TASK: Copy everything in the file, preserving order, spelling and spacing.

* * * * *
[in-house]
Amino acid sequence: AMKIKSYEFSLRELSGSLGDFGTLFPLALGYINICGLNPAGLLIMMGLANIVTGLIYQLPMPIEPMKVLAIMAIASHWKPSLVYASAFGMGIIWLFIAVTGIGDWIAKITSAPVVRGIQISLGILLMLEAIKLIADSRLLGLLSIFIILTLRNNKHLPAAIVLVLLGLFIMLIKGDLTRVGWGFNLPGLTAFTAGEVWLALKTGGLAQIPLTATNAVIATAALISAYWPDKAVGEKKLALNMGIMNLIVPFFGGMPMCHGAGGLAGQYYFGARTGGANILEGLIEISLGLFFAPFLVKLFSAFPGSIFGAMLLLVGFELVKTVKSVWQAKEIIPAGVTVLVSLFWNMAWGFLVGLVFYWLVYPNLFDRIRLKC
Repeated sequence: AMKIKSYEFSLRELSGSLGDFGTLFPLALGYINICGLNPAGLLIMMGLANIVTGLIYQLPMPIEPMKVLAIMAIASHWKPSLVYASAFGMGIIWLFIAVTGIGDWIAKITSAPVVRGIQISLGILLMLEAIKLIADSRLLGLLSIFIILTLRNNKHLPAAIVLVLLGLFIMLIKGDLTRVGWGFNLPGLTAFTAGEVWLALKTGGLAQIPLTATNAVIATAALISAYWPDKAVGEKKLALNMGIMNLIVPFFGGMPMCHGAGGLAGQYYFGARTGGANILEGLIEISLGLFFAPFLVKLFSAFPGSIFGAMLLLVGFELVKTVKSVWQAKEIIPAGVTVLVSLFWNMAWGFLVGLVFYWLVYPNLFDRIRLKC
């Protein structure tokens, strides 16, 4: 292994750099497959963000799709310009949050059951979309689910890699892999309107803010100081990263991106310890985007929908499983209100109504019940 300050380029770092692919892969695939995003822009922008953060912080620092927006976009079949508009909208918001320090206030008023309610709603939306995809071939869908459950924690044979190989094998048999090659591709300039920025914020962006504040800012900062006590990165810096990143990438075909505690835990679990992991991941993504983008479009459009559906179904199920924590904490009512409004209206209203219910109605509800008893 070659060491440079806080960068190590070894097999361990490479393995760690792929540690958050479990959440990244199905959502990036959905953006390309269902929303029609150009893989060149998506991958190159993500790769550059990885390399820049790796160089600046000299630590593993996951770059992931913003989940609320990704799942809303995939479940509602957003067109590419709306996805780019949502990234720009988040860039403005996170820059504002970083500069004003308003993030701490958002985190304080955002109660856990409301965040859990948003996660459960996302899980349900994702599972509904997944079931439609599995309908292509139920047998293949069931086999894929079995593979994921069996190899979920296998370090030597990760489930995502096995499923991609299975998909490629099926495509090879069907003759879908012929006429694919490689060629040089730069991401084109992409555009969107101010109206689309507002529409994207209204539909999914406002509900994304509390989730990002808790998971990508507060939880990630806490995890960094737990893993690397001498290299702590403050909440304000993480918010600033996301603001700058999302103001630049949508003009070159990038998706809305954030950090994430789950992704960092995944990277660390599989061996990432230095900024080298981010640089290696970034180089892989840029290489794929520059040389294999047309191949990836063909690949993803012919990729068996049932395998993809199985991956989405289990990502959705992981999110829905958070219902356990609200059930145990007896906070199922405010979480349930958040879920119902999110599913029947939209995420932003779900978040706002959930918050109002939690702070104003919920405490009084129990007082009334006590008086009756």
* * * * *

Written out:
[in-house]
Amino acid sequence: AMKIKSYEFSLRELSGSLGDFGTLFPLALGYINICGLNPAGLLIMMGLANIVTGLIYQLPMPIEPMKVLAIMAIASHWKPSLVYASAFGMGIIWLFIAVTGIGDWIAKITSAPVVRGIQISLGILLMLEAIKLIADSRLLGLLSIFIILTLRNNKHLPAAIVLVLLGLFIMLIKGDLTRVGWGFNLPGLTAFTAGEVWLALKTGGLAQIPLTATNAVIATAALISAYWPDKAVGEKKLALNMGIMNLIVPFFGGMPMCHGAGGLAGQYYFGARTGGANILEGLIEISLGLFFAPFLVKLFSAFPGSIFGAMLLLVGFELVKTVKSVWQAKEIIPAGVTVLVSLFWNMAWGFLVGLVFYWLVYPNLFDRIRLKC
Repeated sequence: AMKIKSYEFSLRELSGSLGDFGTLFPLALGYINICGLNPAGLLIMMGLANIVTGLIYQLPMPIEPMKVLAIMAIASHWKPSLVYASAFGMGIIWLFIAVTGIGDWIAKITSAPVVRGIQISLGILLMLEAIKLIADSRLLGLLSIFIILTLRNNKHLPAAIVLVLLGLFIMLIKGDLTRVGWGFNLPGLTAFTAGEVWLALKTGGLAQIPLTATNAVIATAALISAYWPDKAVGEKKLALNMGIMNLIVPFFGGMPMCHGAGGLAGQYYFGARTGGANILEGLIEISLGLFFAPFLVKLFSAFPGSIFGAMLLLVGFELVKTVKSVWQAKEIIPAGVTVLVSLFWNMAWGFLVGLVFYWLVYPNLFDRIRLKC
């Protein structure tokens, strides 16, 4: 292994750099497959963000799709310009949050059951979309689910890699892999309107803010100081990263991106310890985007929908499983209100109504019940 300050380029770092692919892969695939995003822009922008953060912080620092927006976009079949508009909208918001320090206030008023309610709603939306995809071939869908459950924690044979190989094998048999090659591709300039920025914020962006504040800012900062006590990165810096990143990438075909505690835990679990992991991941993504983008479009459009559906179904199920924590904490009512409004209206209203219910109605509800008893 070659060491440079806080960068190590070894097999361990490479393995760690792929540690958050479990959440990244199905959502990036959905953006390309269902929303029609150009893989060149998506991958190159993500790769550059990885390399820049790796160089600046000299630590593993996951770059992931913003989940609320990704799942809303995939479940509602957003067109590419709306996805780019949502990234720009988040860039403005996170820059504002970083500069004003308003993030701490958002985190304080955002109660856990409301965040859990948003996660459960996302899980349900994702599972509904997944079931439609599995309908292509139920047998293949069931086999894929079995593979994921069996190899979920296998370090030597990760489930995502096995499923991609299975998909490629099926495509090879069907003759879908012929006429694919490689060629040089730069991401084109992409555009969107101010109206689309507002529409994207209204539909999914406002509900994304509390989730990002808790998971990508507060939880990630806490995890960094737990893993690397001498290299702590403050909440304000993480918010600033996301603001700058999302103001630049949508003009070159990038998706809305954030950090994430789950992704960092995944990277660390599989061996990432230095900024080298981010640089290696970034180089892989840029290489794929520059040389294999047309191949990836063909690949993803012919990729068996049932395998993809199985991956989405289990990502959705992981999110829905958070219902356990609200059930145990007896906070199922405010979480349930958040879920119902999110599913029947939209995420932003779900978040706002959930918050109002939690702070104003919920405490009084129990007082009334006590008086009756």